With Physician Burnout at an All-Time High, Wound Care Advantage Launches Industry's First Virtual Scribe Service
Wound Care Advantage today announced the launch of WCA Virtual Scribe, a new service destined to change the course of the wound care industry by reducing the time it takes for physicians to complete patient documentation tasks.
A recent study by the Annals of Family Medicine* reveals that doctors spend more than half of their workday on electronic health records (EHRs), contributing to work-life imbalance, dissatisfaction, high rates of attrition, and a burnout rate exceeding 50 percent. WCA Virtual Scribe provides wound care physicians with an answer: a real-time remote collaborator, or scribe, with a deep understanding of wound care and hyperbaric medicine. During patient visits, WCA’s Virtual Scribe connects with the physician in real time and assists with documentation, offers EHR support, and frees up time so they can focus on patients.
“When we first began developing the service, our partner physicians made it very clear to us that they were overwhelmed with administrative tasks,” said Mike Comer, CEO of Wound Care Advantage. “We developed WCA Virtual Scribe to reduce physician stress, offer expert support, and to make life easier for the doctor as well as the patient.”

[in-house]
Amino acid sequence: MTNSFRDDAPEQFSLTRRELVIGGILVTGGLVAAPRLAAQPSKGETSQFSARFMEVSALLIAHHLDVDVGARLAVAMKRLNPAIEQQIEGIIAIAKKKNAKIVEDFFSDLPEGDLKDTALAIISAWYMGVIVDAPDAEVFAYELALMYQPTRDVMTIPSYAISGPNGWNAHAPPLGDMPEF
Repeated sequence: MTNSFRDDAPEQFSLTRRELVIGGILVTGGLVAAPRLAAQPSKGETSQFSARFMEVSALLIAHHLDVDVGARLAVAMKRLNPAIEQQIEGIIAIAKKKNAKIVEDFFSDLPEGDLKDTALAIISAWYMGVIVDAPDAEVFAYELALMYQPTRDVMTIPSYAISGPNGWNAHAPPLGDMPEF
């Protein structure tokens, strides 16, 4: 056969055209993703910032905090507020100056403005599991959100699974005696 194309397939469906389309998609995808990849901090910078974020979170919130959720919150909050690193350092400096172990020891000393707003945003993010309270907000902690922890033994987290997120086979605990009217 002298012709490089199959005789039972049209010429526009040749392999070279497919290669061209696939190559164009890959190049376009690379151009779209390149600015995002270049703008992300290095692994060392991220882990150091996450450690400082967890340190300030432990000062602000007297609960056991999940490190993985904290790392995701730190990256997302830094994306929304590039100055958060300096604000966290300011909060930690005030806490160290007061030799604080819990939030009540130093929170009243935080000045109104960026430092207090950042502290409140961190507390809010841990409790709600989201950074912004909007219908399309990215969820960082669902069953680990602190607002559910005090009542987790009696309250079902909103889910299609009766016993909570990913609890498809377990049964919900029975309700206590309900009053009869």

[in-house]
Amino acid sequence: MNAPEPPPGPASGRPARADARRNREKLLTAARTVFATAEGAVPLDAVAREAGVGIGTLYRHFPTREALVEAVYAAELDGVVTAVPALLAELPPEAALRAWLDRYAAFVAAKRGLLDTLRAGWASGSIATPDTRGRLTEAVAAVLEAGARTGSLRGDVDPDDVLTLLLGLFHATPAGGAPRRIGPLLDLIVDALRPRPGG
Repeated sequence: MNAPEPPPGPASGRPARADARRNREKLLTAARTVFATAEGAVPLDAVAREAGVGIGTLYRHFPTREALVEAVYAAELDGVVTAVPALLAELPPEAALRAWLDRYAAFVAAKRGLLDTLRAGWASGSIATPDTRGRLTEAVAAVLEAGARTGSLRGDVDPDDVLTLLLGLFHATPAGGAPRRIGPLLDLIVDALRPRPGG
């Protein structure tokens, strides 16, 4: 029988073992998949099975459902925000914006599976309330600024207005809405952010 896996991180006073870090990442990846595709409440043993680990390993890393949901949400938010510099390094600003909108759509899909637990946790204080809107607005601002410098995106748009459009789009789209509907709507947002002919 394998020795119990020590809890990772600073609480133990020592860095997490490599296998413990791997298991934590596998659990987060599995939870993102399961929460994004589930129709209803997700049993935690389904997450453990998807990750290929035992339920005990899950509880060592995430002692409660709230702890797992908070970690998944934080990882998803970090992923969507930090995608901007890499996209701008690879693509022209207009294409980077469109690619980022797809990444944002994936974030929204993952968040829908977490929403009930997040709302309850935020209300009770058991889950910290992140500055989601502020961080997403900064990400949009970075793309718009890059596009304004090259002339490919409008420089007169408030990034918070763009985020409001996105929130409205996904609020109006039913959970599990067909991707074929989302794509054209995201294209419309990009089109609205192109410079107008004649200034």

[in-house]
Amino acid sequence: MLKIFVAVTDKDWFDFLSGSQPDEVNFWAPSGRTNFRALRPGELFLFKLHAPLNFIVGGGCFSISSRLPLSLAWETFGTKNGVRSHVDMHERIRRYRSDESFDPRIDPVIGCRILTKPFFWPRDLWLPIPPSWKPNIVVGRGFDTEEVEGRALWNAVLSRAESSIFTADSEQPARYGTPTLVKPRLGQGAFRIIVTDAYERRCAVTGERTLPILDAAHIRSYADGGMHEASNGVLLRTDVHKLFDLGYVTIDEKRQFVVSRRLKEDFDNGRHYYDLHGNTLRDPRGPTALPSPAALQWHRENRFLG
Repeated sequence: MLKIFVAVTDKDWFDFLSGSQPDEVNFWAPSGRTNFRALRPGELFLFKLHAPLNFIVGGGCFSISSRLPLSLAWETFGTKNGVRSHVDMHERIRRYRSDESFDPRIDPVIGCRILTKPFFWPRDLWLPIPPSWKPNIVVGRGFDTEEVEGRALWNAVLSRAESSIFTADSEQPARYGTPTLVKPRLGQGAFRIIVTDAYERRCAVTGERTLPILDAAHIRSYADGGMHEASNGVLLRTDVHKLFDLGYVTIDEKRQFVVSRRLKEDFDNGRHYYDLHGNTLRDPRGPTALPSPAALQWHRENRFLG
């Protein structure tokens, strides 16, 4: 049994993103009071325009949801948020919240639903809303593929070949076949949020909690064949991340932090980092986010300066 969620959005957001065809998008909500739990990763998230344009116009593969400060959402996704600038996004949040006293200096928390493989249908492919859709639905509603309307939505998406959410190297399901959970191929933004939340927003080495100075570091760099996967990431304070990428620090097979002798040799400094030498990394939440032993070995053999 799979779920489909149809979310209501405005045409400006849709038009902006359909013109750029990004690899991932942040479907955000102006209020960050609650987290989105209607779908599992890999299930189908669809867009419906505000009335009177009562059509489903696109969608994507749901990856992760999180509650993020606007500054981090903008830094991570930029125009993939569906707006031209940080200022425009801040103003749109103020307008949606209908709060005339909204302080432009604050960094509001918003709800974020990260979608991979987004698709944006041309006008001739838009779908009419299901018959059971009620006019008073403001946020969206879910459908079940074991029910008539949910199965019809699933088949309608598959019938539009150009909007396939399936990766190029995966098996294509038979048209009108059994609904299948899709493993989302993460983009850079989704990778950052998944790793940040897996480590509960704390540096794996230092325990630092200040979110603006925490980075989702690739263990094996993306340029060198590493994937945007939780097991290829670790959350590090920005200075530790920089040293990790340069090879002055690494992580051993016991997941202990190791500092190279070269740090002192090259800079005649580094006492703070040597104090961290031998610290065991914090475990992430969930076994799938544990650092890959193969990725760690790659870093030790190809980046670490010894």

During development, Comer and his team visited several outpatient partner hospitals and selected a handful of physicians with a keen interest in reducing documentation time. After a yearlong trial program, WCA Virtual Scribe is now operational and available to WCA partners nationwide.
Hutchinson Regional Medical Center in Hutchinson, Kansas was one of the first clinics to use the service.
“Virtual Scribe from Wound Care Advantage is a really great service,” said Terence McDonald, M.D., Medical Director of Hutchinson Regional Medical Center’s Outpatient Wound Care and Hyperbaric Medicine Center. “I can focus more of my energy on patient care, and I feel less fatigued at the end of the day because I don’t have to worry about completing documentation. The quality of my notes is much better, as well as my quality of life. I don’t have to stress about documentation, and my workday finishes at a decent hour.”